Then try Clojure and it's Ring library. It's really, really nice.
JSON->Clojure data transform -> MongoDB all in a half dozen lines of lisp awesomeness.
It's Lisp! on the JVM, what's not to like.... ;-)
If all that fails, then JS on the server has a place I think, it really depends on your application needs.
It's not yet a language that is particularly coherent or set up for large scale development in the way that it works. I have great hopes for the next version of ecma script, it looks good and fixes these problems.
The world should be polyglot, many languages doing what is best for them to do.
I like the idea of asm.js. It's kind of similar to GWT before it, but more standardised at a lower level with the possibility to optimise.
Some interesting comments on the tinternets about supporting GWT on top of asm.js, something about having to implement a full GC subsystem in asm.js compatible JS. :-)
32gb ram to service 500 concurrent users in java?
Either this is made up, or someone has done a truly awful job...
This is why you should always carry Noise canceling headphones.
When the noisy person starts up, you pop a fresh battery in, press the button on the top, wait for the red light to come on indicating that the unit is ready, then ram the whole shebang down their gullet until the noise stops.
You hostess has thoughtfully provided a little plastic package of "cheese" to keep their jaw open if they start biting your fingers, or just get another passenger to help - you'd be surprised how public spirited your fellow passengers can be.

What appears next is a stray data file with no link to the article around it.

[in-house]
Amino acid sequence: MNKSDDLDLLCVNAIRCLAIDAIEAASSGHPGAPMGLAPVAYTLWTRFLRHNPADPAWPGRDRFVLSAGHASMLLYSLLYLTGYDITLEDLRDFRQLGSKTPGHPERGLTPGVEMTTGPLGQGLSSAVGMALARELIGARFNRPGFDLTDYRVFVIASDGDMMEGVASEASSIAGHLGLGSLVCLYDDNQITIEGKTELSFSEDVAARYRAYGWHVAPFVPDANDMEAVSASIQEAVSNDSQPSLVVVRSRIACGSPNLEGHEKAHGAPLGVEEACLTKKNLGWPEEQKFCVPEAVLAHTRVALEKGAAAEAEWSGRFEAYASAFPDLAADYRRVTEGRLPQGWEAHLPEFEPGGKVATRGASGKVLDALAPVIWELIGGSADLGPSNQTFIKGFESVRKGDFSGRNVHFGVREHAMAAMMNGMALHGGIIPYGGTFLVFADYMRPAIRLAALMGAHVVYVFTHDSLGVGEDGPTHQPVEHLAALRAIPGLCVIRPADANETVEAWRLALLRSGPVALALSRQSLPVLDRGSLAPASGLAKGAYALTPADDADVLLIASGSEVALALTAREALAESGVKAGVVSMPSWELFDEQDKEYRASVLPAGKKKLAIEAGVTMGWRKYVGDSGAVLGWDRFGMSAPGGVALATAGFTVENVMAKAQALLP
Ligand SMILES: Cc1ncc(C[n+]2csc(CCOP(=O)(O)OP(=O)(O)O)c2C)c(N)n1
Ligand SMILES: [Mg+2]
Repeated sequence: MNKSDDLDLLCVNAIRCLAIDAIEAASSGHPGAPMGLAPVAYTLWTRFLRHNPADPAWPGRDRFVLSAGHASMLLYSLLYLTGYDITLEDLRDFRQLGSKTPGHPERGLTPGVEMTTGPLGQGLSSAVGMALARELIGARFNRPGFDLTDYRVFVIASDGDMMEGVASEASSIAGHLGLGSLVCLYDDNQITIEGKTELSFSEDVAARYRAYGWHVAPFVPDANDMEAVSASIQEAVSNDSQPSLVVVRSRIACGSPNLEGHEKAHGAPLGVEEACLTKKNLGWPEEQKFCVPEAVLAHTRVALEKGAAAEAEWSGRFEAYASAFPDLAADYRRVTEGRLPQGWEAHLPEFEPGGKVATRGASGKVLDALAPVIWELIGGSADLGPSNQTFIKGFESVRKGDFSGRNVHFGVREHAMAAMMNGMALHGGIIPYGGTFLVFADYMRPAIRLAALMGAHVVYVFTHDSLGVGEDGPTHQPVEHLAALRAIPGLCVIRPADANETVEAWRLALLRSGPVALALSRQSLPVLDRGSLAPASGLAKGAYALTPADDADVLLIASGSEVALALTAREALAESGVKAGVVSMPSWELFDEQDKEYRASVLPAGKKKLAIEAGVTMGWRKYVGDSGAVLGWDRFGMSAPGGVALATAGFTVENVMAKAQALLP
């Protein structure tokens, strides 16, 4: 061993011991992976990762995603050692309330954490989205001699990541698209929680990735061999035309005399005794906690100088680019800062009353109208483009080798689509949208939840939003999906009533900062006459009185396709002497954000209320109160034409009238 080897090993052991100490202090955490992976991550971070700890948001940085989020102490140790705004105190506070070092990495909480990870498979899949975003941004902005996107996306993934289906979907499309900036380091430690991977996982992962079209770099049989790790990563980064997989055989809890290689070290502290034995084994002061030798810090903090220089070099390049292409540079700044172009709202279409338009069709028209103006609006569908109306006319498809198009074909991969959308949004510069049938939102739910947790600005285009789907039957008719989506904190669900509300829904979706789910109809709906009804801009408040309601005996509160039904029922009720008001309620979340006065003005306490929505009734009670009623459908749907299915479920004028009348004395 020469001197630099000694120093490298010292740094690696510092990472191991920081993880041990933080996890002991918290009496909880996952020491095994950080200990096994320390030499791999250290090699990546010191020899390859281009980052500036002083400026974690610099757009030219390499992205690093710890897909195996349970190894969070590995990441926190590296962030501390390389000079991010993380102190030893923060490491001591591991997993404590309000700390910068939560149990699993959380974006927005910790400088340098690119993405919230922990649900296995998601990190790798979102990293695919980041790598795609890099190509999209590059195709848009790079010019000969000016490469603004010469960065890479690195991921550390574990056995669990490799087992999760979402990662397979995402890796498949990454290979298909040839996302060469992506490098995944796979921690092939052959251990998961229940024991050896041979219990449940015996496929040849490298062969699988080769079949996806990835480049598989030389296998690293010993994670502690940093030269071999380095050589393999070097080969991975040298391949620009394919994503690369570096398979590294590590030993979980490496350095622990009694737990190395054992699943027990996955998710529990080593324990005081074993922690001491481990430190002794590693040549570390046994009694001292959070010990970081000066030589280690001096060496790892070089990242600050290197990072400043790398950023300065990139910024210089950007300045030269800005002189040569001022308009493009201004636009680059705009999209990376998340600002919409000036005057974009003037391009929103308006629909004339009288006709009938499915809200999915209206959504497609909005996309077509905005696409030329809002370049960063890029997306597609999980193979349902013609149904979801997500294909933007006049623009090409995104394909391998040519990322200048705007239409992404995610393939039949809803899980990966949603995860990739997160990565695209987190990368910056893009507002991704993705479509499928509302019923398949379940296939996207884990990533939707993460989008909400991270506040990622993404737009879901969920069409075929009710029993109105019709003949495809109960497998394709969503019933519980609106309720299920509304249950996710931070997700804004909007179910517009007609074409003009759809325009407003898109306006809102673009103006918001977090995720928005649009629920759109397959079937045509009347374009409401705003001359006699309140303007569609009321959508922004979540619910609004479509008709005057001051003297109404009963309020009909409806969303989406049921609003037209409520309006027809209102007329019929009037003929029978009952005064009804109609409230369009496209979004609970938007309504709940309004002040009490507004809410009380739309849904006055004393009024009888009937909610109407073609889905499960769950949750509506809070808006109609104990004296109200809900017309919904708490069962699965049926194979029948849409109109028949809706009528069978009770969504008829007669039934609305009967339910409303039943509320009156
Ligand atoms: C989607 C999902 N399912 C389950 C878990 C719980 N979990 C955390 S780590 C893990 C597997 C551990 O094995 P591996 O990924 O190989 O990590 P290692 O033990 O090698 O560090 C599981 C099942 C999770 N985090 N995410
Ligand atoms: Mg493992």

I may be showing my age but I have to ask, isn't he a fad?
I hope so.
Without knowing the implementation they've used, asymmetric/ public key transfers are designed specifically to prevent man in the middle attacks over insecure networks.
It allows the creation of trust over a public network, and it does work, both theoretically and practically.
It has been subverted in a few ways :-
* Brute force decrypt the messages. Frankly highly unlikely, the good algorithms have an average decrypt time in the millions of years using todays hardware.
* Inject a flaw into the original crypto algorithm.
* Impersonate the remote by taking control of the trust key chain.
The last two are what the NSA does. If you are generating your own keys, then that leaves only the second, as there is no trust chain.
Yes, I think that is the issue really. Their process for accepting submissions appears to be fully automated, which is the mistake here.
While the implementation is obviously going quite wrong, the core idea is really quite sound.
The way that the current benefits system is constructed is a poverty trap. Once you are in, its really difficult to get out.
The reason is that you received many different benefits at once, housing, job seekers, income support etc. When you earn a pound more than the threshold, a pound is removed from each of your benefits. So earning a pound leaves you several pounds worse off. You have to get a large increase in income at once to get beyond the hump, essentially replacing all the benefit payments in one go, or you end up worse off for working harder. So, a poverty trap.
The core idea with this is to have a single benefit calculation that tapers properly, so earning that pound is actually worth it.
If it could work just like that, it will be better. If.